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Analytical Chemistry

Origin Of Trypsin Makes A Difference

Whether the enzyme comes from cows or pigs is a major source of variation in proteomics experiments

by Celia Henry Arnaud
October 28, 2013 | A version of this story appeared in Volume 91, Issue 43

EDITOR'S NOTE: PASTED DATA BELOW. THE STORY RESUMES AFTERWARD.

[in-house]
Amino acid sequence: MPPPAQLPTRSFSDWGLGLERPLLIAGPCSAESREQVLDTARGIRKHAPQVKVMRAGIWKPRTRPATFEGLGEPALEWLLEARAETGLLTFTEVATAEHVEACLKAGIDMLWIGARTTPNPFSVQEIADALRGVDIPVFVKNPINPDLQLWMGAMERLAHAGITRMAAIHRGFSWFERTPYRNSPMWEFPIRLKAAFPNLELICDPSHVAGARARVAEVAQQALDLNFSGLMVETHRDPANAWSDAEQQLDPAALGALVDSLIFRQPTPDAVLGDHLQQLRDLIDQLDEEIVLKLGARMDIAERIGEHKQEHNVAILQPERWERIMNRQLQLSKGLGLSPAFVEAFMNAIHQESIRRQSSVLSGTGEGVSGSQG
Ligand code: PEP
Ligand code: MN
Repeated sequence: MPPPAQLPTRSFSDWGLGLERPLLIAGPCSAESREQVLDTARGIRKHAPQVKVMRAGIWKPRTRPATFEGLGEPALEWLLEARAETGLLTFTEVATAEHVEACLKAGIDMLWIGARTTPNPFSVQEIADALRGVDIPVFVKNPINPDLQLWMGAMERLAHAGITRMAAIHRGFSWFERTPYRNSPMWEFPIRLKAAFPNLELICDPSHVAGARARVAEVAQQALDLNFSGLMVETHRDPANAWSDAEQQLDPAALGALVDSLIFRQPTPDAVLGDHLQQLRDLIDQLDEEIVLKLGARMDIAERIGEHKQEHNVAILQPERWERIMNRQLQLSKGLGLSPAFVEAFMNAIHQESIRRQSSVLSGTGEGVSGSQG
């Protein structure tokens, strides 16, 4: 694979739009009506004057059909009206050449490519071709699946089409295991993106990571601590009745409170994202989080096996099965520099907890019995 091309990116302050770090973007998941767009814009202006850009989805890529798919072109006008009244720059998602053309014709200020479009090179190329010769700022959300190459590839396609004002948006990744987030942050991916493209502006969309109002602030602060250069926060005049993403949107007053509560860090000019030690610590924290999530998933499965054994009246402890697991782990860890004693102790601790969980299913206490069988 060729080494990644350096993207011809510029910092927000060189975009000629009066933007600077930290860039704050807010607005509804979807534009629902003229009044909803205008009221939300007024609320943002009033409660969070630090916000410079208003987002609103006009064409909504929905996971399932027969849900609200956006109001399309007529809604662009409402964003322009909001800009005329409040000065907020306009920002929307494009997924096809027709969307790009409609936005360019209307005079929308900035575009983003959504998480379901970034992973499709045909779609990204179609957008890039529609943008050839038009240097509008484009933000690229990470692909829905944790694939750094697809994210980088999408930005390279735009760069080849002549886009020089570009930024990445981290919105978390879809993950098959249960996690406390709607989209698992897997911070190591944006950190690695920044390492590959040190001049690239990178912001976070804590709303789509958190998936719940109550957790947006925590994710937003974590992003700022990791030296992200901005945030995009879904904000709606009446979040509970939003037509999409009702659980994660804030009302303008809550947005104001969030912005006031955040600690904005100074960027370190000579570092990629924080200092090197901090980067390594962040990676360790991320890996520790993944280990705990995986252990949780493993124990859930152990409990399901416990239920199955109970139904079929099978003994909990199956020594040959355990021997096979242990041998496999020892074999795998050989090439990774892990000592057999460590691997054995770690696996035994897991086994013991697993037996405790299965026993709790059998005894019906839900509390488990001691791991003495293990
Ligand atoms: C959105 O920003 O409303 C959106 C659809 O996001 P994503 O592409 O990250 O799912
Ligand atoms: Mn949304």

Most proteomics experiments start with using the enzyme trypsin to cut proteins into smaller pieces at well-defined locations. Because the trypsin catalytic site is well conserved between species, one might expect that one trypsin is as good as another. As it turns out, the source of trypsin matters. Stephen E. Stein of the National Institute of Standards & Technology, Alexey I. Nesvizhskii of the University of Michigan, and coworkers have shown that the origin of trypsin is a significant, previously unrecognized, source of variation in proteomics experiments (J. Prot. Res. 2013, DOI: 10.1021/pr400611h). The researchers used three bovine and three porcine trypsins to digest highly purified human serum albumin for proteomic analysis. Although digestions were reproducible for individual trypsins, the resulting peptide mixtures differed significantly depending on whether the trypsin was of bovine or porcine origin. The bovine trypsins were more likely to miss cleavage sites, whereas the porcine trypsins were more likely to cut the peptides expected from trypsin cleavage into smaller pieces known as semitryptic peptides. Such variations could have a particularly deleterious effect on quantitative proteomics.


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